“This theology must be marked by the benediction of the Father, the sacrifice of the Son and the overflow of the Spirit. A robust Trinitarian theology of the ordinary will not undermine being passionate or sold out but will ground and purify it.”(3)

My personal take-aways from thinking about the everydayness of the ordinary:
    I have a God given mandate on how to live in everydayness. Colossians 3:17 “And whatever you do, whether in word or deed, do it all in the name of the Lord Jesus, giving thanks to the God the Father.”

    I can choose to do this in the 24/7 – Psalm 145:2 “Everyday will I bless you and praise your name forever and ever.”

     I can offer to and encourage our grandchildren with the eternal anchoring of God for all eternity.
    Psalm 48:12-14 “Walk about Zion, go around her, consider well her ramparts, view her citadels that you may tell of them to the next generation. For this God is our God forever and ever; he will be our guide even to the end.”

 If this topic has perked your thinking consider these really good reads:

Canlis, Julie. Theology of the Ordinary.Wenatchee,WA: Godspeed Press, 2017.
Moore, Thomas. Care of the Soul, A Guide for Cultivating Sacredness in Everyday Life New York: Harper Collins, 1992.
Lawrence, Brother.Ed. Donald E. Demaray. The Practice of the Presence of God .Grand Rapids, MI:Baker Book House.1975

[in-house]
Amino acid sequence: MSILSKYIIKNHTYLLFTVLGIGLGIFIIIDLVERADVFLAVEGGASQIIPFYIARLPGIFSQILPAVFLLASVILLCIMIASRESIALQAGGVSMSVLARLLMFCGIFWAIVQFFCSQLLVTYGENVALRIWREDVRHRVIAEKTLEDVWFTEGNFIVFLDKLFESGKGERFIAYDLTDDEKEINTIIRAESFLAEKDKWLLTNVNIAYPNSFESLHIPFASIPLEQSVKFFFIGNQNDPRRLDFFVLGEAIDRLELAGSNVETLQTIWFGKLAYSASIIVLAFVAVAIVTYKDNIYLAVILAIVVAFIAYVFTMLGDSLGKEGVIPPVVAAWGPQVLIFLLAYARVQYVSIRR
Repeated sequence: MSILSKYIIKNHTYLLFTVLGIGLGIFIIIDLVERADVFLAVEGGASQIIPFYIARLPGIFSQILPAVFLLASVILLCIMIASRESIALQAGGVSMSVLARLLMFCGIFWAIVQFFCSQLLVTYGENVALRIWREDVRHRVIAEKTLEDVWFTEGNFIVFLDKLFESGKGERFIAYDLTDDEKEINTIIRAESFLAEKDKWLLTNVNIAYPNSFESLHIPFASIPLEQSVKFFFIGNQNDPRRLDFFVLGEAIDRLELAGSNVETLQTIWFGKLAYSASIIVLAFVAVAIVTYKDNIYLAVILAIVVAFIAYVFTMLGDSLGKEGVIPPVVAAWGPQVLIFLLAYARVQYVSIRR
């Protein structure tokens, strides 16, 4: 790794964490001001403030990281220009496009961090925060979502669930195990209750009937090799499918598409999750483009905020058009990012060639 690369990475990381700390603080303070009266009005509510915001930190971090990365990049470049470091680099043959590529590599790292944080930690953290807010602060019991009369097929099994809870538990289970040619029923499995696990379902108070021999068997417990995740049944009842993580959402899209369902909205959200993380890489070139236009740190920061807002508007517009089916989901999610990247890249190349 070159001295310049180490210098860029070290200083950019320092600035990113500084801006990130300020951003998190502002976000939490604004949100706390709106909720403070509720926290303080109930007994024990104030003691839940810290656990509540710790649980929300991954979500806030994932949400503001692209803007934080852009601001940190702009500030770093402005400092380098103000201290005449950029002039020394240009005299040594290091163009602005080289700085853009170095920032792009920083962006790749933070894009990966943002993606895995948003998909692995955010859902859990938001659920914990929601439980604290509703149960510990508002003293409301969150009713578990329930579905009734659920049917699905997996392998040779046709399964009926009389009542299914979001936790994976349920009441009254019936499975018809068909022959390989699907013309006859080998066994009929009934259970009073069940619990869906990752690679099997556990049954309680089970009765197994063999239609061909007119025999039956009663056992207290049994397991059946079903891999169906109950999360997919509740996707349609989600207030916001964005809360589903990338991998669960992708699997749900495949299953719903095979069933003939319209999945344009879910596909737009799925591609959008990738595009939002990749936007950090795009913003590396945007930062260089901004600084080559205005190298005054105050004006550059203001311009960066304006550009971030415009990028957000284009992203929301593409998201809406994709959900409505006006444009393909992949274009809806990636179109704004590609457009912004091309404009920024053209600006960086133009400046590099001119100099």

Warren, Tish Harrison. Liturgy of the Ordinary, Sacred Practices in Everyday Life. Downers Grove, IL:InterVarsity Press. 2016.


Gail Seidel served as Mentor Advisor for Spiritual Formation in the Department of Spiritual Formation and Leadership at Dallas Theological Seminary (DTS) and as an Adjunct Professor in the D Min in Spiritual Formation in the D Min Department at Dallas Theological Seminary. She has a BA in English from the University of Texas, a Masters in Christian Education from Dallas Seminary and a D Min in Spiritual Formation from Gordon-Conwell Theological Seminary. She is a contributor to the textbook, Foundations of Spiritual Formation, Kregel Academic. She served as co-director for Christian Women in Partnership Russia with Entrust, an international church leadership-training mission. She and her husband Andy live in Fredericksburg, Texas. They have 2 married children and 6 wonderful grandchildren--Kami, Kourtney, Katie, Mallory, Grayson, and Avery.


  • PJ Beets


    In reality, so much of our lives are spent in the ordinary. In a couple of generations we will be forgotten, so the focus on living in the ordinary well and loving the person in front of us is a great reminder. Ordinary lives lived well bring Him glory. Thanks for the encouragement, Gail! 

  • Faracepak


    Sweet pictures, Gail, and encouragement to walk with Him through the mundane…to treasure “presence.”  One always has the option to seek and trust in that everpresence.  Inch by inch, minute by minute…never far from exhilarating opportunities to glorify Him in ways that few stop to notice.. slow, steady living TO God (Romans 6:8-12).  All in the mundane, a surprise indeed.